Alright - Idea’s down, your schedule is out, and you blaze through your first week. The second week passes and it’s a challenge, but you get there. The third week comes, you skipped a day - you need a treat, after all. And by the fourth week of the month, your project has been sitting in its status since you left it hanging in Week Two and you’re just staring at the screen until the next distraction comes up to ask for your attention.
Welcome to the treacherous ranges that form the Ridges of Creation.
One of the things that people don’t tell you about being a Creative is how heart-wrenching, boring, or frustrating the process can be. Sure, there will be bouts of inspiration and drive - the peaks of these ridges, but more often than not, storytellers in our personal circles will face a roadblock or challenge of some sort when they start creating.
So what can we do?
First thing you’ll probably need to is to figure out your particular mood or emotion before you started. Many will tell you that emotions will only get in the way of disciplined creation, but your emotional self will get in the way some way or another. In cases like this, it’ll be good to be self-aware before you sit down and then get frustrated over only writing five words after staring at the screen for hours on end.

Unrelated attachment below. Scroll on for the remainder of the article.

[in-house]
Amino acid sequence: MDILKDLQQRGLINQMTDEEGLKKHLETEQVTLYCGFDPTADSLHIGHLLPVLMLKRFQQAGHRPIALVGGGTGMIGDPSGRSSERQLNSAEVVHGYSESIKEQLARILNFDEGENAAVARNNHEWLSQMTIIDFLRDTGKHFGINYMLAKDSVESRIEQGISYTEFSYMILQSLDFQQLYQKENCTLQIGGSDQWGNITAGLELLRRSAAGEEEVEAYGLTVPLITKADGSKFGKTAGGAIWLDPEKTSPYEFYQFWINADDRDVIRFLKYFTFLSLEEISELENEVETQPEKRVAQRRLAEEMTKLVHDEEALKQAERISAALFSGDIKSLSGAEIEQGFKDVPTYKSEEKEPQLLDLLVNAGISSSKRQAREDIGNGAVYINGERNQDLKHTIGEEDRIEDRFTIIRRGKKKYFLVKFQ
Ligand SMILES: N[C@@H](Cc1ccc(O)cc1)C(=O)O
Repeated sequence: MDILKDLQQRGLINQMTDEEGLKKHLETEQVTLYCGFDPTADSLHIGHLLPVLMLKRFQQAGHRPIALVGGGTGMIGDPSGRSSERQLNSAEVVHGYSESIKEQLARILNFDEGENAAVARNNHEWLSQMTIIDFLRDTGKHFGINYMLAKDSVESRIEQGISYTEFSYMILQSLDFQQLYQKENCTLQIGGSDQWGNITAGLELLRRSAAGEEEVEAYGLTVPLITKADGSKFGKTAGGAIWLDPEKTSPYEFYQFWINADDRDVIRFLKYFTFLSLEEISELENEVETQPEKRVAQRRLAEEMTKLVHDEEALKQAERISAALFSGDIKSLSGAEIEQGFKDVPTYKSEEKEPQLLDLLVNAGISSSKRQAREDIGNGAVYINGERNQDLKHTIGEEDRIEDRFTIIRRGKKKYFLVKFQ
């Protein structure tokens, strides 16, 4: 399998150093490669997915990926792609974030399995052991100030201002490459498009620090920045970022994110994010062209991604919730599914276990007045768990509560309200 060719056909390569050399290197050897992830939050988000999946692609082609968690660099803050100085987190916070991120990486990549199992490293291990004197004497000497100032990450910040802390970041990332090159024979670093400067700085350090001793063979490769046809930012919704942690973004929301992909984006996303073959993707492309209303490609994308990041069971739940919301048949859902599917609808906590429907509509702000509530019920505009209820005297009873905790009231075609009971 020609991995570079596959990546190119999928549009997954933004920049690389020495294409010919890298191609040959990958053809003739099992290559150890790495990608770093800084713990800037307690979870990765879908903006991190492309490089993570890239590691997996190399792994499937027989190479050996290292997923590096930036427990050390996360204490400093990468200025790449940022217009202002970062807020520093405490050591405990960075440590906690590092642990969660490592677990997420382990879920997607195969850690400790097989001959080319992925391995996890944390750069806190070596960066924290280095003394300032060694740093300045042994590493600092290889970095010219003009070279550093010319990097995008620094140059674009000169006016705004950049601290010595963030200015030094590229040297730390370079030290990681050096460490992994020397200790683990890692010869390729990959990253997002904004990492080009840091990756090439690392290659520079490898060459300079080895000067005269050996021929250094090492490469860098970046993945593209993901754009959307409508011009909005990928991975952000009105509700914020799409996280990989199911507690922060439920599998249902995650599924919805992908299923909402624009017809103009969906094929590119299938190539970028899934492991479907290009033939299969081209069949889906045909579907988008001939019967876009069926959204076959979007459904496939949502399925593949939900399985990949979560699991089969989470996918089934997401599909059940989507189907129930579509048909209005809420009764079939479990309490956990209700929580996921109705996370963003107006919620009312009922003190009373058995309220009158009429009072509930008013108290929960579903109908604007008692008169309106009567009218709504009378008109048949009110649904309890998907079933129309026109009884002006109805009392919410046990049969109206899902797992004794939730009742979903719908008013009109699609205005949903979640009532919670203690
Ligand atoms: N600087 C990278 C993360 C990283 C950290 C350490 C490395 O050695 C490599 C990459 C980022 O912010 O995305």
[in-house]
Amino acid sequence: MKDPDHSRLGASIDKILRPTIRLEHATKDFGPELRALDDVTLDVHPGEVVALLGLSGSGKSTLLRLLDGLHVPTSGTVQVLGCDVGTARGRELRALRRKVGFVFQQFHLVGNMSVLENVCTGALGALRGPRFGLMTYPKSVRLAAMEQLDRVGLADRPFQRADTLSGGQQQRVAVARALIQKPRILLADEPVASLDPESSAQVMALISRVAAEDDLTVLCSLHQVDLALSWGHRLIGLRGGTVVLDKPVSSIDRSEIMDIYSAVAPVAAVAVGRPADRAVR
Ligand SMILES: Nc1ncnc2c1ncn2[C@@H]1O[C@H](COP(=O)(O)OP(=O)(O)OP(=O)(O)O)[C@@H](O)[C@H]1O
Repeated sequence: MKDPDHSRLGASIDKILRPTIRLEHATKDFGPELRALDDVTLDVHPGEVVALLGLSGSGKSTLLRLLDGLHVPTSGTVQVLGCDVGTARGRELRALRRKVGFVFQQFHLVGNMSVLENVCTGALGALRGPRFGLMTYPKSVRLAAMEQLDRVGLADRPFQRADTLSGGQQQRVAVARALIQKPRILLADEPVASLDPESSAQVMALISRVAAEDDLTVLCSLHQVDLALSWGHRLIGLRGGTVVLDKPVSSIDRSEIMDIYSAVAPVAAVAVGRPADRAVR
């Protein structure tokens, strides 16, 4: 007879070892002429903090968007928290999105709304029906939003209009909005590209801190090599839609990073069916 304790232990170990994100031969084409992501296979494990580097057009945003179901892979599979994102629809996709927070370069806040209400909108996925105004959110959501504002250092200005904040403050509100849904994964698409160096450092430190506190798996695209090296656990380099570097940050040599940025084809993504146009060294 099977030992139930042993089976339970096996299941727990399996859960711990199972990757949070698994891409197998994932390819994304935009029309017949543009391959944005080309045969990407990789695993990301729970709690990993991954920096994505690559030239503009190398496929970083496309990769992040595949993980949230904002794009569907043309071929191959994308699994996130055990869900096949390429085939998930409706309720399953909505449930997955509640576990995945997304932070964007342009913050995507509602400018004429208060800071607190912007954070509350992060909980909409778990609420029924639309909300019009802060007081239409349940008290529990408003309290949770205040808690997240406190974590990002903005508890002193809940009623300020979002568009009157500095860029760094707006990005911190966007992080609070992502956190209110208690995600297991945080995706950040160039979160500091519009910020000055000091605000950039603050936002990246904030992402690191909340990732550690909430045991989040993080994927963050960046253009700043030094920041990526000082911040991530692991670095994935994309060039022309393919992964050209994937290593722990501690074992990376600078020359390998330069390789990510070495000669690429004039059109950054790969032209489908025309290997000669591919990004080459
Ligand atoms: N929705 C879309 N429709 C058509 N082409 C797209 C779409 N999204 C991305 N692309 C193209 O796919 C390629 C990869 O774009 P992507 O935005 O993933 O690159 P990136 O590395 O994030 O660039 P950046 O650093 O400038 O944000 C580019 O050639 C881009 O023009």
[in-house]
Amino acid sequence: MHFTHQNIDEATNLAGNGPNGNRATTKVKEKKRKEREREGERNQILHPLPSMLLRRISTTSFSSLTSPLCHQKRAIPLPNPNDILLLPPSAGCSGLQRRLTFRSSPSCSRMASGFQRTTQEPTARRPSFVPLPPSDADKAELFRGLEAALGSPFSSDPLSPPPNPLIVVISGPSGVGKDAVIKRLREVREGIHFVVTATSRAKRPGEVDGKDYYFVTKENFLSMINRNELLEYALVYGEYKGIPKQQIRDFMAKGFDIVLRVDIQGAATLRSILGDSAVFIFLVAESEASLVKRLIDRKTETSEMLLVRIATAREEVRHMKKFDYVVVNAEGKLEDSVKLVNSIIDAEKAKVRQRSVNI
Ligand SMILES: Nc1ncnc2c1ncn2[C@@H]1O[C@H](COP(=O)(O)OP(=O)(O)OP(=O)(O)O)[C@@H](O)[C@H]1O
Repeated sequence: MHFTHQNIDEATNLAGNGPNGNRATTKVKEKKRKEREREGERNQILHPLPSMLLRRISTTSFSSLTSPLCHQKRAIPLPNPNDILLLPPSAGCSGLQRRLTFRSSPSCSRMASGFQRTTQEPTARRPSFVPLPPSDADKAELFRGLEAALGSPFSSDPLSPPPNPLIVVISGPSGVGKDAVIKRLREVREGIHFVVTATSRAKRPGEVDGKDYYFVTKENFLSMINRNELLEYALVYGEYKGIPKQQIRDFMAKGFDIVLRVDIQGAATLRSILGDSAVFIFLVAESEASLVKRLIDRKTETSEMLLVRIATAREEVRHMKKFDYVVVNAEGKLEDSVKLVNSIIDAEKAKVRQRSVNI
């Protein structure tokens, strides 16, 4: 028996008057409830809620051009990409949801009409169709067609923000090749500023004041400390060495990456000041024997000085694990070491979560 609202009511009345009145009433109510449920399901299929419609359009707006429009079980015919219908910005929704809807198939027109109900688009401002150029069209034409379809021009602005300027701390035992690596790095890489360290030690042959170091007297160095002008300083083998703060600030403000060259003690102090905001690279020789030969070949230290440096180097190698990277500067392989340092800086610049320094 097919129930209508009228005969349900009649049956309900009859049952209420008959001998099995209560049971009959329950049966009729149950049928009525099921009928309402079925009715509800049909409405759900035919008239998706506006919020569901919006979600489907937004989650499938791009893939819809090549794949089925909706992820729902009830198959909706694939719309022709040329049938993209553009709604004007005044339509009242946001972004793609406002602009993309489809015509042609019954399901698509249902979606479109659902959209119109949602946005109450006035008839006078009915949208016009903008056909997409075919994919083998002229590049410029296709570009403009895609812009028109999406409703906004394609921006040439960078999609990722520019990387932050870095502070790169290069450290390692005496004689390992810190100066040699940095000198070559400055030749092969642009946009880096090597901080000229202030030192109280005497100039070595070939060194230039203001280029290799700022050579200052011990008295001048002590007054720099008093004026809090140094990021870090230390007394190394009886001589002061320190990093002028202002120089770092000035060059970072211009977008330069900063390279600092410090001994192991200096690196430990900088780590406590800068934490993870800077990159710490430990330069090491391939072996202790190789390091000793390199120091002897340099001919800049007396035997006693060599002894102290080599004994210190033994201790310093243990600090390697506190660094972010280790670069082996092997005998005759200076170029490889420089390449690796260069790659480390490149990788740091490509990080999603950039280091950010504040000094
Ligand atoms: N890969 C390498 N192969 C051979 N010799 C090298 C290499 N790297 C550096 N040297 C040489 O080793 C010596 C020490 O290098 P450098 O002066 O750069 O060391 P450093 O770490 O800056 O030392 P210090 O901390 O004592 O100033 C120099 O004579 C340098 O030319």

After getting your mood and emotions in check, here are a few things you can get to doing depending on how the creation mountain is to you that day:
When you feel even that little smidgeon up to it:
On days where you end up staring at the screen because nothing is coming to your head, try these to either move your project along, or even to get that much needed spark to get over your current creation block:
Tips for Better Creative Sessions:
Whether or not you’re having a moment of Peak Performance or a Down Day, here are also a few tips to get as much out of your creative sessions as possible.
That’s all I have so far for the creation stage. I hope my last three posts (including this one) have helped with some aspect of your storytelling journey.
Thank you for your support and I hope you’ve managed to benefit from some of the information presented above. Stay tuned for the next stage, the first after you’re done with your finished product, a doozie - getting and coming to terms with feedback.